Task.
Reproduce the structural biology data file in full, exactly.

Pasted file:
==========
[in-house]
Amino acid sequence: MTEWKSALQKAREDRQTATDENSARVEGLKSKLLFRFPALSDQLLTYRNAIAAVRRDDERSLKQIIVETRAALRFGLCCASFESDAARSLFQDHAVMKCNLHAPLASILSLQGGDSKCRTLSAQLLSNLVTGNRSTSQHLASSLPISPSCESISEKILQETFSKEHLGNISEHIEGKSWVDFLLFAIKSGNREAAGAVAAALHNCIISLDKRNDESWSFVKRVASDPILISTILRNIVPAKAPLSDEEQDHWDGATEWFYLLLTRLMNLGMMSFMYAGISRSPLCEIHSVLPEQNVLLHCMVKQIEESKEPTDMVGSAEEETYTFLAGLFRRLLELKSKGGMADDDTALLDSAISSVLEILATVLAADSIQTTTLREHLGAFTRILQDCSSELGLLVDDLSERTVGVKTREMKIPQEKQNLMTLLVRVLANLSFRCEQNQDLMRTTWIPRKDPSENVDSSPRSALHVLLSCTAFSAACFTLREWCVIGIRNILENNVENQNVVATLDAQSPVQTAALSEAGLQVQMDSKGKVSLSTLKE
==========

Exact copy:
[in-house]
Amino acid sequence: MTEWKSALQKAREDRQTATDENSARVEGLKSKLLFRFPALSDQLLTYRNAIAAVRRDDERSLKQIIVETRAALRFGLCCASFESDAARSLFQDHAVMKCNLHAPLASILSLQGGDSKCRTLSAQLLSNLVTGNRSTSQHLASSLPISPSCESISEKILQETFSKEHLGNISEHIEGKSWVDFLLFAIKSGNREAAGAVAAALHNCIISLDKRNDESWSFVKRVASDPILISTILRNIVPAKAPLSDEEQDHWDGATEWFYLLLTRLMNLGMMSFMYAGISRSPLCEIHSVLPEQNVLLHCMVKQIEESKEPTDMVGSAEEETYTFLAGLFRRLLELKSKGGMADDDTALLDSAISSVLEILATVLAADSIQTTTLREHLGAFTRILQDCSSELGLLVDDLSERTVGVKTREMKIPQEKQNLMTLLVRVLANLSFRCEQNQDLMRTTWIPRKDPSENVDSSPRSALHVLLSCTAFSAACFTLREWCVIGIRNILENNVENQNVVATLDAQSPVQTAALSEAGLQVQMDSKGKVSLSTLKE